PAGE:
The control pad here is Giant’s RideControl One system, a simple and small pad mounted on the left handlebar. Notably missing from this system is any sort of an LCD screen, with readouts being handled by white LED indicators on the control pad itself. You have five indicator lights on the right for battery power which means 20% increments, five indicator lights along the center which indicate pedal assist level, and another center-right light that denotes “Auto Mode” when in use. The LEDs are bright and I had no problem seeing them in bright daylight, which does make me wonder if they might be too bright and distracting at night as there doesn’t appear to be any way to adjust this brightness. The LEDs get the job done but this isn’t a lot of precision and we’re missing a lot of other readouts (such as speed and odometer) that other Ebikes have. If you’re like me and prefer having all that extra information, then the good news is that Giant has a solution in the form of its RideControl smartphone app. Available for Android and iOS, this app pairs with the bike through Bluetooth and can show you all of that information and more, including functions for motor tuning and trip planning. I was disappointed that I couldn’t truly test this app since it requires registering the bike during the pairing process, so if you have used it and want to share your experience I would love to hear about it in the comments section below. I do appreciate the minimalist approach with the RideControl One system, it’s intuitive and fits well with the simplicity-focused design of this bike. Looking at the rest of the cockpit we have ergonomic locking grips on the ends of the handlebars which have a nice 30-degree sweep back, a flick bell, trigger shifters with a gearing readout, and Tektro hydraulic disc brakes for both front and rear. The brake levers are adjustable for position and reach which is a good thing considering the range of adjustments available for positioning the handlebars. One thing missing from these brakes is motor inhibitors, so squeezing those levers doesn’t cut off power to the motor. Normally I would consider this to be a downside or even a safety hazard, but it actually works out okay here. Since this is a Class 1 Ebike there is no throttle to worry about fighting during a sudden stop, and the motor is responsive enough to cut off virtually instantly when you stop pedaling, so there isn’t really a need for motor inhibitors.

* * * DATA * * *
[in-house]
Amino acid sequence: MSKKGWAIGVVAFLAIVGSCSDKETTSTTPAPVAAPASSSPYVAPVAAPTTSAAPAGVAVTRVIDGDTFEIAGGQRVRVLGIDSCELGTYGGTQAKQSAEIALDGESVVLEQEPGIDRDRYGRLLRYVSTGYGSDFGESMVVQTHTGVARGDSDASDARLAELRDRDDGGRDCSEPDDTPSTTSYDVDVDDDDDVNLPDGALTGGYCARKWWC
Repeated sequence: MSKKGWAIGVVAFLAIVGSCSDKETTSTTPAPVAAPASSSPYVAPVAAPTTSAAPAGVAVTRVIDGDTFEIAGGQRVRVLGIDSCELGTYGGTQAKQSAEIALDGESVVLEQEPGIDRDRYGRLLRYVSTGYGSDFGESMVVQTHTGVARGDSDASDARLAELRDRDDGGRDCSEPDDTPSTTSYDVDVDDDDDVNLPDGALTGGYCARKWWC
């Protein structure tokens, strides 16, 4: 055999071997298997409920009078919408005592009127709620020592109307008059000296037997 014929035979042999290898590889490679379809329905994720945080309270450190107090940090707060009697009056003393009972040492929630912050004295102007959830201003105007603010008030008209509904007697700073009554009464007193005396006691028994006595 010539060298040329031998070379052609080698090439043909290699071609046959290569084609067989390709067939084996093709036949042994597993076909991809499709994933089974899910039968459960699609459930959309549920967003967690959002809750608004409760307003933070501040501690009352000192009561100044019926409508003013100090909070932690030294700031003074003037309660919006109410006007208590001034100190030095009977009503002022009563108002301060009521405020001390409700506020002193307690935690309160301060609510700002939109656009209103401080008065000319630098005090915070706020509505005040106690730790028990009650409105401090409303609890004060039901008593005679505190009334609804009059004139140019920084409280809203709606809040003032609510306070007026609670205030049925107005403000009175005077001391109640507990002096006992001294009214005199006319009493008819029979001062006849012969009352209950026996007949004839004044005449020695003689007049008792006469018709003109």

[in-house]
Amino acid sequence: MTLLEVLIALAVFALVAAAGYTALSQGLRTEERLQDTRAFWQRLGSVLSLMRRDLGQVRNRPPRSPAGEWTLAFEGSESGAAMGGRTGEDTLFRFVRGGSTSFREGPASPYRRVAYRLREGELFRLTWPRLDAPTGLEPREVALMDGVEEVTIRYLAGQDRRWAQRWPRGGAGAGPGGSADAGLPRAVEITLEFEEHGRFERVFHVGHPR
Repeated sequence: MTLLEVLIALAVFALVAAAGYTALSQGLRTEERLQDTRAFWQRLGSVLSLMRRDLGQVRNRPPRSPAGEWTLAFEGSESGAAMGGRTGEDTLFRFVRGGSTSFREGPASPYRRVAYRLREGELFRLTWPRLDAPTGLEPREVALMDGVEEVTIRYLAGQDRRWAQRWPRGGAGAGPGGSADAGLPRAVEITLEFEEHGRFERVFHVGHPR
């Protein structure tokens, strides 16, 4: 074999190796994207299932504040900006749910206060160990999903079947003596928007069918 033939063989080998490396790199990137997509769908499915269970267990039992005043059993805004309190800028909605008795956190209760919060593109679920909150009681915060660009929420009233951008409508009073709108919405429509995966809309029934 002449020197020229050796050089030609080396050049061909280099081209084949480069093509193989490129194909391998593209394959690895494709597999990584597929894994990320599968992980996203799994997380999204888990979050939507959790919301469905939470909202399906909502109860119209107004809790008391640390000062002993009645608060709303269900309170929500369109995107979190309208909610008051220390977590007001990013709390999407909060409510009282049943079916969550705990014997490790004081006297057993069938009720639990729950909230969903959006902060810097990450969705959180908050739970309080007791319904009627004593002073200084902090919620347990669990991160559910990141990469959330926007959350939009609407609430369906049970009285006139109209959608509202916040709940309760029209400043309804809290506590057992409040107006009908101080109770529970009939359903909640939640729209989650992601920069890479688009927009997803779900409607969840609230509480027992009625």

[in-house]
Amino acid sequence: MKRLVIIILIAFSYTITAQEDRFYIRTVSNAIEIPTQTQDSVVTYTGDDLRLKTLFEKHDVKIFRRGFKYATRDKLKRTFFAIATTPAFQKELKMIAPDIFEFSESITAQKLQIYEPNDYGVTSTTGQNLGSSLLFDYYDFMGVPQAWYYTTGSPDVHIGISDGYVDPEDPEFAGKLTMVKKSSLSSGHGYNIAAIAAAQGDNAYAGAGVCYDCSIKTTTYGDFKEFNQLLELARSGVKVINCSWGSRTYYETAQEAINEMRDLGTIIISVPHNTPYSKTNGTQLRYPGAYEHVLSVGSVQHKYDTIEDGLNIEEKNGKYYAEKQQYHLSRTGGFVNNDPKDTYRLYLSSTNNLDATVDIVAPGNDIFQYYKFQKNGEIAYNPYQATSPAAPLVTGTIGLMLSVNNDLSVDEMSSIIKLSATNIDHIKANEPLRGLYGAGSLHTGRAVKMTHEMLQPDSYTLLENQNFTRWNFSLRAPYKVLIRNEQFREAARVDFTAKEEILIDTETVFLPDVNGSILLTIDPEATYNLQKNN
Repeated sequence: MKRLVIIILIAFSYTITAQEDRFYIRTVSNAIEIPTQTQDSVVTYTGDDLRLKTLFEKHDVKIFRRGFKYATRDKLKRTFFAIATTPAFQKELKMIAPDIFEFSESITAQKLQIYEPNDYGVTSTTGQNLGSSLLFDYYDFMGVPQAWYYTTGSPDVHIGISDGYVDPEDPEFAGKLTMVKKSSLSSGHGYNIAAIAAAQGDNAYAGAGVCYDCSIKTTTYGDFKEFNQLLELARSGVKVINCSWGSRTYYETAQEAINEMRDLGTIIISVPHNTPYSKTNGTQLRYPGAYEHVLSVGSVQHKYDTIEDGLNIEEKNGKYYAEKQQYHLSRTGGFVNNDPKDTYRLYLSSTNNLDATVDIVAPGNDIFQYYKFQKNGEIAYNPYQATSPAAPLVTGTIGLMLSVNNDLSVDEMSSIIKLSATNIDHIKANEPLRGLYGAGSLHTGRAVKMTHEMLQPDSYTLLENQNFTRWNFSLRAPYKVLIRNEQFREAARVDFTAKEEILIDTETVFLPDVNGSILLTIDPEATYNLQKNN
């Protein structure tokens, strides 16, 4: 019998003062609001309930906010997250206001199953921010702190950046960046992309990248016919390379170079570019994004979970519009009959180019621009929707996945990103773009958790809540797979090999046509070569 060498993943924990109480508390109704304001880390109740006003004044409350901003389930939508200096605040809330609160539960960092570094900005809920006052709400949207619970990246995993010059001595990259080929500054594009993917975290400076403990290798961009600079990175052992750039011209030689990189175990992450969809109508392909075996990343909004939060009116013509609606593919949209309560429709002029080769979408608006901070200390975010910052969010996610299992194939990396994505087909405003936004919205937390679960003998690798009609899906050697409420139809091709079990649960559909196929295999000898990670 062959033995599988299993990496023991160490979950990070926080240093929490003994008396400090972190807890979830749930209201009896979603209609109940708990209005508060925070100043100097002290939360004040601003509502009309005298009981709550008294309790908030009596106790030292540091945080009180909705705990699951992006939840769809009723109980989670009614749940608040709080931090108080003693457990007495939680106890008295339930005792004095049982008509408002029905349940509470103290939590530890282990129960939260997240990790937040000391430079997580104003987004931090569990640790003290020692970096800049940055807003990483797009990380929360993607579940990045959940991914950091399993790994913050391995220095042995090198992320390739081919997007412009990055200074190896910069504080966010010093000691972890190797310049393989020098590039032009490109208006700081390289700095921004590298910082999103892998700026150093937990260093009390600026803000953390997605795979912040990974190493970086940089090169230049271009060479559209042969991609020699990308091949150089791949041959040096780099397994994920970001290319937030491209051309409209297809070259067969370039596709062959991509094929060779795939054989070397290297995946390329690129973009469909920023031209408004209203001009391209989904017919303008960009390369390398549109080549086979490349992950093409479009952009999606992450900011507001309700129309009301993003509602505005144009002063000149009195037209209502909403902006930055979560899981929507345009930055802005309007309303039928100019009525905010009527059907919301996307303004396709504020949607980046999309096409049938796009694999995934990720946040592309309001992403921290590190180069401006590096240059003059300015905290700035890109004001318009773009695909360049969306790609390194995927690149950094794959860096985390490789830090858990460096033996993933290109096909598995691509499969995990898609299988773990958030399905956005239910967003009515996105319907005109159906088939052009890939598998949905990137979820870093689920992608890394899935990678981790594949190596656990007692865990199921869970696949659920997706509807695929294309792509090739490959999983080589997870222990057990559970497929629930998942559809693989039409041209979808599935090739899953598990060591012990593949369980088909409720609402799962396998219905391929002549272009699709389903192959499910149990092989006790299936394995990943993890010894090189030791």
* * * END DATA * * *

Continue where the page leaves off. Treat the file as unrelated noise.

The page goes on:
To me, the LaFree seems designed for people who might be new to the Ebike space, who want something easy and comfortable to use, that they can just “hop on and ride” without having to learn complex controls or fret about potential mechanical issues. For a bike with no suspension, it offers a remarkably comfortable ride and is both approachable and adjustable for riders of any size. Of course, we mustn’t forget about one of the biggest perks of owning a Giant-branded Ebike: the warranty and dealer support. Giant offers a two-year comprehensive, lifetime frame warranty, and its position as the world’s largest bicycle manufacturer means that there are numerous Giant dealers available to help with maintenance and spare parts. That’s a great safety net to have, and I can see the LaFree being a very attractive option for a lot of people, but of course, that doesn’t mean everyone! This bike is missing some features that are considered staples for some riders, such as integrated lights and bottle cage bosses. Of course, there are plenty of aftermarket solutions for these items and every Ebike comes with trade-offs, just make sure that you consider them in regards to your riding style and environment.

As always, I welcome questions and feedback in the comment section below. Whether you own a previous version of the bike, have taken a test ride, or are brand new to the space, my goal is to provide an objective and honest resource. You can also join the EBR forums and share your own photos, videos, and review updates to help others! Have fun out there, and ride safe :)


  • Highly adjustable with a quill stem and wide angle for handlebar position, long cables allow for extremely high rise handlebars
  • Very approachable with a low step through and minimum saddle height
  • Comfortable saddle, balloon tires, ergonomic grips, and upright riding position add up to to a comfortable riding experience
  • Giant SyncDrive Life motor is smooth, responsive, and quiet, even responding to slope and accelerometer data in addition to the usual torque, cadence, and rear wheel speed
  • RideControl One control system is simple and intuitive, Auto Mode is nice to “set and forget” and works great
  • Kickstand is adjustable length and rear mounted to prevent pedal lock
  • Fairly lightweight at 51.9 pounds thanks to mostly aluminum alloy construction and reduced weight of Giant’s proprietary electronics
  • Integrated rear rack with lots of attachment points for mounting carriers or strapping down cargo
  • Plastic chain guard keeps pant legs out of the chain while also acting as a slap guard, and it’s mounted low enough to prevent the chain from bouncing off
  • Smooth shifting performance from the eight-speed Shimano Altus derailleur, and the trigger shifters have a gearing readout
  • Solid stopping power from Tektro hydraulic disc brakes with 180mm rotors in the front and rear
  • Excellent 2 year comprehensive, lifetime frame warranty and great dealer support


  • No bottle cage bosses or integrated lights
  • No motor inhibitors on the brakes, but the near-instant responsiveness of the motor and the lack of a throttle make this less of an issue
  • Fenders are steel which can scratch and rust, but they do provide vibration dampening qualities
  • Mounting bolt on the bottom of the front fender is in toe-strike range for riders with larger feet